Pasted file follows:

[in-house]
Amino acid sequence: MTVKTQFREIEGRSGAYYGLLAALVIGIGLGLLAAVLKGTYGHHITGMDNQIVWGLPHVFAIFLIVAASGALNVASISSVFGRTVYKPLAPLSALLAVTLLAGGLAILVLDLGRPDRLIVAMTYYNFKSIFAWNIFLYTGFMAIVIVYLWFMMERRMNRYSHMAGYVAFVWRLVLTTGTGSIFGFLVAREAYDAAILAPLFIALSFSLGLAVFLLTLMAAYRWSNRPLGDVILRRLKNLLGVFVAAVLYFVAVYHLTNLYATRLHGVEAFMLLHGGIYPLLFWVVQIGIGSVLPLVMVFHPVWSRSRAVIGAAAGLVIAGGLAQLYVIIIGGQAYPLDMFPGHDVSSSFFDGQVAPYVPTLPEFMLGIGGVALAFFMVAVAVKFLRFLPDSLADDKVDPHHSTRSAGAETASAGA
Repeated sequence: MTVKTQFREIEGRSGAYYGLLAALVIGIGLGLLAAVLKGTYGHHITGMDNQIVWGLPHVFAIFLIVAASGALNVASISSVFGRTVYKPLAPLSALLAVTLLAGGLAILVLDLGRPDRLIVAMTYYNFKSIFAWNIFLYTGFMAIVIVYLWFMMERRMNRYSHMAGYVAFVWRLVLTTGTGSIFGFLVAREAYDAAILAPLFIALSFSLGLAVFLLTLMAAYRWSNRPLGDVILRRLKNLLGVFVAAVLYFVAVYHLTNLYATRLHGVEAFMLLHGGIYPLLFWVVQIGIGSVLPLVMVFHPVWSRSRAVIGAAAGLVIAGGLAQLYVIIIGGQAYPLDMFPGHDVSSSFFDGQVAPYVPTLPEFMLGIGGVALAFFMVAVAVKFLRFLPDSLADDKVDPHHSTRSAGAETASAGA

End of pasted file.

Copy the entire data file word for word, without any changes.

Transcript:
[in-house]
Amino acid sequence: MTVKTQFREIEGRSGAYYGLLAALVIGIGLGLLAAVLKGTYGHHITGMDNQIVWGLPHVFAIFLIVAASGALNVASISSVFGRTVYKPLAPLSALLAVTLLAGGLAILVLDLGRPDRLIVAMTYYNFKSIFAWNIFLYTGFMAIVIVYLWFMMERRMNRYSHMAGYVAFVWRLVLTTGTGSIFGFLVAREAYDAAILAPLFIALSFSLGLAVFLLTLMAAYRWSNRPLGDVILRRLKNLLGVFVAAVLYFVAVYHLTNLYATRLHGVEAFMLLHGGIYPLLFWVVQIGIGSVLPLVMVFHPVWSRSRAVIGAAAGLVIAGGLAQLYVIIIGGQAYPLDMFPGHDVSSSFFDGQVAPYVPTLPEFMLGIGGVALAFFMVAVAVKFLRFLPDSLADDKVDPHHSTRSAGAETASAGA
Repeated sequence: MTVKTQFREIEGRSGAYYGLLAALVIGIGLGLLAAVLKGTYGHHITGMDNQIVWGLPHVFAIFLIVAASGALNVASISSVFGRTVYKPLAPLSALLAVTLLAGGLAILVLDLGRPDRLIVAMTYYNFKSIFAWNIFLYTGFMAIVIVYLWFMMERRMNRYSHMAGYVAFVWRLVLTTGTGSIFGFLVAREAYDAAILAPLFIALSFSLGLAVFLLTLMAAYRWSNRPLGDVILRRLKNLLGVFVAAVLYFVAVYHLTNLYATRLHGVEAFMLLHGGIYPLLFWVVQIGIGSVLPLVMVFHPVWSRSRAVIGAAAGLVIAGGLAQLYVIIIGGQAYPLDMFPGHDVSSSFFDGQVAPYVPTLPEFMLGIGGVALAFFMVAVAVKFLRFLPDSLADDKVDPHHSTRSAGAETASAGA